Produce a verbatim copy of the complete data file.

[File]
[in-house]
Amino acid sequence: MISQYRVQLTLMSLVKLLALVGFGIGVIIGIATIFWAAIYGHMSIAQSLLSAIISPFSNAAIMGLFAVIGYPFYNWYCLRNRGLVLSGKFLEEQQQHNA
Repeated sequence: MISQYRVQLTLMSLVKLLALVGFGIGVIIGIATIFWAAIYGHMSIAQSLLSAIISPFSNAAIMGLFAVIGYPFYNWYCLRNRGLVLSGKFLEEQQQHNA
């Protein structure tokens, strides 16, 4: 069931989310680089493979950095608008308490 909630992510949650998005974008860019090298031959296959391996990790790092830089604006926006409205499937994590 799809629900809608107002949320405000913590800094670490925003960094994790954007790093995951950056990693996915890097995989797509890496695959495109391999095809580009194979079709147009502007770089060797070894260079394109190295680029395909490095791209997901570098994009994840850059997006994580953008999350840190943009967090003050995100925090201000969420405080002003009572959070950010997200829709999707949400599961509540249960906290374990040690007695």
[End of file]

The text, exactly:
[in-house]
Amino acid sequence: MISQYRVQLTLMSLVKLLALVGFGIGVIIGIATIFWAAIYGHMSIAQSLLSAIISPFSNAAIMGLFAVIGYPFYNWYCLRNRGLVLSGKFLEEQQQHNA
Repeated sequence: MISQYRVQLTLMSLVKLLALVGFGIGVIIGIATIFWAAIYGHMSIAQSLLSAIISPFSNAAIMGLFAVIGYPFYNWYCLRNRGLVLSGKFLEEQQQHNA
């Protein structure tokens, strides 16, 4: 069931989310680089493979950095608008308490 909630992510949650998005974008860019090298031959296959391996990790790092830089604006926006409205499937994590 799809629900809608107002949320405000913590800094670490925003960094994790954007790093995951950056990693996915890097995989797509890496695959495109391999095809580009194979079709147009502007770089060797070894260079394109190295680029395909490095791209997901570098994009994840850059997006994580953008999350840190943009967090003050995100925090201000969420405080002003009572959070950010997200829709999707949400599961509540249960906290374990040690007695």